Flying car RacingAirborne Car Racing
This course requires flying and traveling from California to Nevada. These new facilities are the goal for all racing drivers and an extra radio-controlled racing location.
There are no flying automobiles yet, but a firm wants to drive them already in the dessert.
Australia's start-up Alauda came out of stealth racing this weekend to announce its plan for the world's first flying car event in 2019. The company made its own miniaturized protoype, a racing car named Alauda Mark 1 Airspeeder, which it wants to test in 2018. And, of course, it is brought to Kickstarter to collect funds to finance all his endeavors.
It is Pearson's belief that the concentration on racing and competitive excellence will drive the development of the industry. It is a similar philosphy that one hears from the participants of the Formula One racing circuit, the droning sports and the robotic fight. Is there a better way to draw talents and destroy technologies than to make them a game?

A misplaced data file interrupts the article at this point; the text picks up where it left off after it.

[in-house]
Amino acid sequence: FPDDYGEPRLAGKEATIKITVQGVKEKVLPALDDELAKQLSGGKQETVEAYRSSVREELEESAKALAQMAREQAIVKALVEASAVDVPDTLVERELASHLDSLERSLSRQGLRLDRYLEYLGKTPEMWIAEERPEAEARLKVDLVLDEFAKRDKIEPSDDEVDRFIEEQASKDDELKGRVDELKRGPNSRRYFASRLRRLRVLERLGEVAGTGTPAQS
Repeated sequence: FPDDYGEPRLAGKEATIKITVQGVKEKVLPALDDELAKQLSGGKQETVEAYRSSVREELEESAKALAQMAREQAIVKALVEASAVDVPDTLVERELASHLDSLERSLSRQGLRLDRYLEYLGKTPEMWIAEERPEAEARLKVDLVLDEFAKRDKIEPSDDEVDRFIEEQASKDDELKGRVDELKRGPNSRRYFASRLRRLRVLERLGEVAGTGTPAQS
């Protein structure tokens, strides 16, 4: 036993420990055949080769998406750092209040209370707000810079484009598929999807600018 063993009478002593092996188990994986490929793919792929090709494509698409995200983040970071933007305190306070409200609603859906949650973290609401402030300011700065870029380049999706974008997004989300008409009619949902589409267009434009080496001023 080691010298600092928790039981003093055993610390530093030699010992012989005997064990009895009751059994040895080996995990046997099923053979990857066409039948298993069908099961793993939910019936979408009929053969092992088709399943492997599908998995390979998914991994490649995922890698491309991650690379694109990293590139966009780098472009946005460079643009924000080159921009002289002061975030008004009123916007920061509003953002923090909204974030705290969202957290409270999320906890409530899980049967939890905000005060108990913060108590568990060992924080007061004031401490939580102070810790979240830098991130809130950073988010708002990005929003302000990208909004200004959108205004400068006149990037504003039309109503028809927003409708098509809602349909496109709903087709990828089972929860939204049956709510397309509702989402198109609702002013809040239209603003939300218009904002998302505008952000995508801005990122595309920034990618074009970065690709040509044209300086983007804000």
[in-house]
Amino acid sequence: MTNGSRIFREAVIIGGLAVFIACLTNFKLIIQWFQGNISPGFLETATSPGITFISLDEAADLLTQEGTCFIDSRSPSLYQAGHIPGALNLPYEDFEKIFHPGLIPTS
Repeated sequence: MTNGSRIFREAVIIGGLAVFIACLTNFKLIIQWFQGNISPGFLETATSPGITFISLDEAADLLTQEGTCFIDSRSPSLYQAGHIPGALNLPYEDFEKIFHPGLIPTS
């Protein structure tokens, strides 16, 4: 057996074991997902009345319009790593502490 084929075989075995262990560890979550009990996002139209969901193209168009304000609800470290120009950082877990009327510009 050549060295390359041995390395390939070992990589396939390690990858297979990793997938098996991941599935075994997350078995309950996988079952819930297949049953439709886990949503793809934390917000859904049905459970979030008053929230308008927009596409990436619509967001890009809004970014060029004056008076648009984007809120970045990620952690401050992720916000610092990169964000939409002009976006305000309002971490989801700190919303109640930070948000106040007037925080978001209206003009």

Is there a better way to draw talents and destroy technologies than to make them a game? Pearson says Alauda has been working in steady for two years and is now willing to make things publicly available. It works with the relevant Australia government agencies to make sure that its vehicles comply with aviation standards.
Alauda' s prototypes are single-seaters driven by a drive system similar to that of the world's most renowned carmaker. Alauda Mark 1 is an electrical low level airplane in the form of a racing car. Featuring four customized 50-megawatt engines and driven by the same cell as used in the Tesla Model S batteries, the Mark 1 will use robots and transducers to provide security while giving the operator complete command of a powerful electrical airplane.
Neither a car nor an aeroplane, the corporation has taken the word "airspeeder" out of sci-fi to describe the new car group. Is that a flying car? I am not saying that I am the final referee for what is and what is not a flying car - I am in the protocol against the use of the word "flying car", but I am quite sure that I have already missed this fight - but it seems that what Alauda is working on is more comparable to some of the human-controlled drones being designed in Russia and elsewhere.
Describing his prototypes as "flying cars", it is clear that Alauda is trying to place itself in the same class as companies like Kitty Hawk, Airbus and Uber, who are all working on a variety of technologies. What about a flying car racing?